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spudgun2004

(new) Abstract Class Problem!

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Hi, I've created a class called Canvas that simply wraps around a DirectDraw surface and does error checking, etc. I also have a Painter16 and Painter32 class that derives from the Canvas class and will do custom 16bit/32bit drawing on the encapsulated surface within the base Canvas class. These two classes, Painter16 and Painter32, are also dervied from a IPainter class that has nothing other than some pure virtual functions and are implemented in the two dervied classes. In my application I have a IPainter* pointer and I check if the display is in 16bit or 32bit mode and create either a Painter16/32 instance and cast it to my IPainter* pointer. Now if I do Painter16* ptr = new Painter16( ... ); IPainter* iptr = ( ( IPainter* )( ptr ) ); delete iptr; it works fine, but doing this IPainter* iptr = new Painter16( ... ) works right up until I do this delete iptr; Does anyone have any ideas why this is happening? Thanks, Michael

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Hi,

The destructor in the Canvas class is virtual, but the IPainter class does not have anything apart from the the virtual functions.

I also tried a virtual destructor in the IPainter class, but no luck!

Regards,

Michael

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Quote:
Original post by spudgun2004

Painter16* ptr = new Painter16( ... );
IPainter* iptr = ( ( IPainter* )( ptr ) );
delete iptr;



if Painter16 is a sub-type of IPainter then there is no need to cast from Painter16 to IPainter.

Perhaps you should post your types.

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you do have to dynamically cast the interface ptr back to the type it was created as.

so Painter16* pPainter = dynamic_Cast<Painter16*>(iPtr);
then

delete pPainter;

that'll do the trick for you!!!
CHeers
Chris

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Quote:
you do have to dynamically cast the interface ptr back to the type it was created as.


No you don't... You can delete a derived class through a pointer to the base class just fine. Ofcourse, if your destructor is not virtual, the derived class' destructor will never be called.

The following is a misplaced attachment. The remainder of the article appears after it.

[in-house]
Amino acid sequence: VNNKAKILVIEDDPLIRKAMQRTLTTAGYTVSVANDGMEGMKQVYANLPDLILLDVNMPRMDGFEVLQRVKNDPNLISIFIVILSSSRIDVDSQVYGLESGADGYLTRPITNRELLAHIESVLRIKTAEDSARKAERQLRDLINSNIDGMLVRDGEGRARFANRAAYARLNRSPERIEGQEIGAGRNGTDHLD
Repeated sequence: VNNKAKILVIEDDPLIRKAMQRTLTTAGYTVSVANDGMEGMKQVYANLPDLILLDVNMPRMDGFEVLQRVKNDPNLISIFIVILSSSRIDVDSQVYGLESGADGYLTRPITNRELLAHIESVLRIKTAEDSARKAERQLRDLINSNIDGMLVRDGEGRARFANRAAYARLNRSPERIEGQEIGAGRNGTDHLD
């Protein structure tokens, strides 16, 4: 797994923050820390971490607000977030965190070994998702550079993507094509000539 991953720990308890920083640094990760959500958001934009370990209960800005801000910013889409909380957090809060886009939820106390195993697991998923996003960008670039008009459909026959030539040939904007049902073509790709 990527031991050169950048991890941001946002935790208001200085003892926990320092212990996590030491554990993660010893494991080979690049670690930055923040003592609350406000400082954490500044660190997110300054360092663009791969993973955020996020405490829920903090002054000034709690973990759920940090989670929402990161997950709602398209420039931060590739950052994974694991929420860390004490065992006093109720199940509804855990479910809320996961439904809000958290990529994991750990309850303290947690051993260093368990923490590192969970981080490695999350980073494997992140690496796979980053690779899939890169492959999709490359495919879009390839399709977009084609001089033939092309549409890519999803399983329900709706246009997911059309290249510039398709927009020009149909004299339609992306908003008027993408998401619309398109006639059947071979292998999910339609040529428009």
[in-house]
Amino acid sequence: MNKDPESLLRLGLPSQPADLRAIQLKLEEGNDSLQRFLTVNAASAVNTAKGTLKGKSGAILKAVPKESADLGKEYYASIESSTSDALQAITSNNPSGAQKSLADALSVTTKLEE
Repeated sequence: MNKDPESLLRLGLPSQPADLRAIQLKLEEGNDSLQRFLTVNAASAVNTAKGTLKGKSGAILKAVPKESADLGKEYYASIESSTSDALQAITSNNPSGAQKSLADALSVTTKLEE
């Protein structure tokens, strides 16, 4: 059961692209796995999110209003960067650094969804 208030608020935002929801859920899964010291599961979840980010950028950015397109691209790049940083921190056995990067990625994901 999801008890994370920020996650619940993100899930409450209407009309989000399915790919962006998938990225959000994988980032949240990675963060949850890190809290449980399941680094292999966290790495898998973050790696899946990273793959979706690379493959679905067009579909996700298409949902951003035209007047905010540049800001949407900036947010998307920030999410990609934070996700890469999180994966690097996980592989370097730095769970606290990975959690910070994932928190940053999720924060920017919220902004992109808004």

Now, you never told us what the error was. You just said it 'works fine until'. Is there a compile time error? Does it crash at runtime? What was the error?

[edit: destructor]

[Edited by - Magmai Kai Holmlor on September 2, 2004 11:40:46 PM]

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Quote:
you can't have a virtual constructor:) Nice try, wise guy:)


I like how you rebutted my typo, but neglected to mention that you were wrong in the first place.

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I'm not so sure it was a typo and my original post was correct, it would fix the problem:)

Please don't get angry over silly things:) My post was correct and you called it wrong, and I picked apart your post.

Lets call it even!

Cheers
Chris

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ALL polymorphic classes (classes with virtual functions intended to be used polymorphicaly) should have virtual destructors - and MUST have virtual destructors in order to be used in the way you are using them (in order to delete an object using a base class pointer, the base class must have a virtual destructor).

Remember, that even though your class is abstract, the virtual destructor is NOT abstract, so you must implement it. (It cannot be PURE virtual)


class Base
{
public:
virtual Foo(void) = 0;
virtual Foo2() = 0;

virtual ~Base() {} // notice the implementation
// or you could use this
virtual ~Base();
}

// and implement it in the .cpp file
Base::~Base()
{
}

class Derived : Base
{
public:
// whatever you need here
}


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Quote:
Original post by spudgun2004
doing this

IPainter* iptr = new Painter16( ... )

works right up until I do this

delete iptr;


Since you're getting an error on a call to delete, there's a good chance that this is a runtime error (since you haven't actually told us this information). If this is the case, throw an assert in before the deletion to verify that you're not trying to delete a pointer to NULL. It's unlikely, but it will at least omit one possibility.